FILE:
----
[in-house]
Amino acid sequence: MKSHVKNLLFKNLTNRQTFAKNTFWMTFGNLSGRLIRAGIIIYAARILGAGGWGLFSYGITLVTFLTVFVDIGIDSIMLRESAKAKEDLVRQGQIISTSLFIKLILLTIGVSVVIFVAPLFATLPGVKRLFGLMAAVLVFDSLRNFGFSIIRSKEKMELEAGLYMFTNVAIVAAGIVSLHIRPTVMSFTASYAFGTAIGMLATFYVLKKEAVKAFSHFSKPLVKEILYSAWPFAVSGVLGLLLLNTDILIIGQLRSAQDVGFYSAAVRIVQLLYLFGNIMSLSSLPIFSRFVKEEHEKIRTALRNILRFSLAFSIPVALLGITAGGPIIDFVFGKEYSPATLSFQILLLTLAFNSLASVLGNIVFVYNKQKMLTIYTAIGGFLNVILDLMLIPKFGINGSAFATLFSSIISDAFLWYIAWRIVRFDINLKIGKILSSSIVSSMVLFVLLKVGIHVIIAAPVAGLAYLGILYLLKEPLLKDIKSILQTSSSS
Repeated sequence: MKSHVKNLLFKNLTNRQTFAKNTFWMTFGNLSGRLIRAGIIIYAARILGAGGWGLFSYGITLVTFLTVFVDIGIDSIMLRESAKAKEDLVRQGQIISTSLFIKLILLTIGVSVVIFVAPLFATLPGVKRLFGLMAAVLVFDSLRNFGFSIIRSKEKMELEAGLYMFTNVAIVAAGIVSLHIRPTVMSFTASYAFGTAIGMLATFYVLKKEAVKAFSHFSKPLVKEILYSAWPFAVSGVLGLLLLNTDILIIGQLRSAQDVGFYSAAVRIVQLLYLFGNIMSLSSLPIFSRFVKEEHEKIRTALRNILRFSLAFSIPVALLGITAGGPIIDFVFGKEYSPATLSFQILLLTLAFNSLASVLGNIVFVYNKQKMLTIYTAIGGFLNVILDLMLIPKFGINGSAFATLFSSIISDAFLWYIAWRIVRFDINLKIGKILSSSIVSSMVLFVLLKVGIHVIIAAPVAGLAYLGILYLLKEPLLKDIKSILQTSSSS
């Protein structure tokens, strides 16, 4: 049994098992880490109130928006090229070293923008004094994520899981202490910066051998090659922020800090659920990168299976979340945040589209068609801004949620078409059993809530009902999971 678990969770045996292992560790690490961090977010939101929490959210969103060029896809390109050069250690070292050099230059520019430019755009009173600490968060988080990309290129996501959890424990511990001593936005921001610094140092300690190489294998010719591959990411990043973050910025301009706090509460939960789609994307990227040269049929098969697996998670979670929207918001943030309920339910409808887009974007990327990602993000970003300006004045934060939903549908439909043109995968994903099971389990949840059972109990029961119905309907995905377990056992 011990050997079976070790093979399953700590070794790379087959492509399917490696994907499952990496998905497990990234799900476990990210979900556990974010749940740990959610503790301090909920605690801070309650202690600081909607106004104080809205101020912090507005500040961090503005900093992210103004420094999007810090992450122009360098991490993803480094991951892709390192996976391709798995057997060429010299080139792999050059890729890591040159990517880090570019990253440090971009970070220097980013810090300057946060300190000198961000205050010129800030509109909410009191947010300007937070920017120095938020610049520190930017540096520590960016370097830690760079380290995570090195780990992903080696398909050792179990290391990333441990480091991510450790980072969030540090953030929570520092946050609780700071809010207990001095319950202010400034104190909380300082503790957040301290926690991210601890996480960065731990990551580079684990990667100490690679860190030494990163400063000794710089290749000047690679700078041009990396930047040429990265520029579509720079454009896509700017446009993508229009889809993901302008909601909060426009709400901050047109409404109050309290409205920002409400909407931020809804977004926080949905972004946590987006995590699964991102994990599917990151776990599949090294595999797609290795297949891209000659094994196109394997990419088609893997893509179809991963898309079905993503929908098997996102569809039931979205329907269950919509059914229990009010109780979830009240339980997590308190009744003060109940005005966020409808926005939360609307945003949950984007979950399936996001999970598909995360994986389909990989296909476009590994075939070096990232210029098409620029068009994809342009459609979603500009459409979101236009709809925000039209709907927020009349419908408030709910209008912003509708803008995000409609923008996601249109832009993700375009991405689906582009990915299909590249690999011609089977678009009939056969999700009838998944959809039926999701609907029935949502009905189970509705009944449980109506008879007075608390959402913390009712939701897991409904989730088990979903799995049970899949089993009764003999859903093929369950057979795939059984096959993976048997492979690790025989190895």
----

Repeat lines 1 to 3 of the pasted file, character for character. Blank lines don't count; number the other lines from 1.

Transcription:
[in-house]
Amino acid sequence: MKSHVKNLLFKNLTNRQTFAKNTFWMTFGNLSGRLIRAGIIIYAARILGAGGWGLFSYGITLVTFLTVFVDIGIDSIMLRESAKAKEDLVRQGQIISTSLFIKLILLTIGVSVVIFVAPLFATLPGVKRLFGLMAAVLVFDSLRNFGFSIIRSKEKMELEAGLYMFTNVAIVAAGIVSLHIRPTVMSFTASYAFGTAIGMLATFYVLKKEAVKAFSHFSKPLVKEILYSAWPFAVSGVLGLLLLNTDILIIGQLRSAQDVGFYSAAVRIVQLLYLFGNIMSLSSLPIFSRFVKEEHEKIRTALRNILRFSLAFSIPVALLGITAGGPIIDFVFGKEYSPATLSFQILLLTLAFNSLASVLGNIVFVYNKQKMLTIYTAIGGFLNVILDLMLIPKFGINGSAFATLFSSIISDAFLWYIAWRIVRFDINLKIGKILSSSIVSSMVLFVLLKVGIHVIIAAPVAGLAYLGILYLLKEPLLKDIKSILQTSSSS
Repeated sequence: MKSHVKNLLFKNLTNRQTFAKNTFWMTFGNLSGRLIRAGIIIYAARILGAGGWGLFSYGITLVTFLTVFVDIGIDSIMLRESAKAKEDLVRQGQIISTSLFIKLILLTIGVSVVIFVAPLFATLPGVKRLFGLMAAVLVFDSLRNFGFSIIRSKEKMELEAGLYMFTNVAIVAAGIVSLHIRPTVMSFTASYAFGTAIGMLATFYVLKKEAVKAFSHFSKPLVKEILYSAWPFAVSGVLGLLLLNTDILIIGQLRSAQDVGFYSAAVRIVQLLYLFGNIMSLSSLPIFSRFVKEEHEKIRTALRNILRFSLAFSIPVALLGITAGGPIIDFVFGKEYSPATLSFQILLLTLAFNSLASVLGNIVFVYNKQKMLTIYTAIGGFLNVILDLMLIPKFGINGSAFATLFSSIISDAFLWYIAWRIVRFDINLKIGKILSSSIVSSMVLFVLLKVGIHVIIAAPVAGLAYLGILYLLKEPLLKDIKSILQTSSSS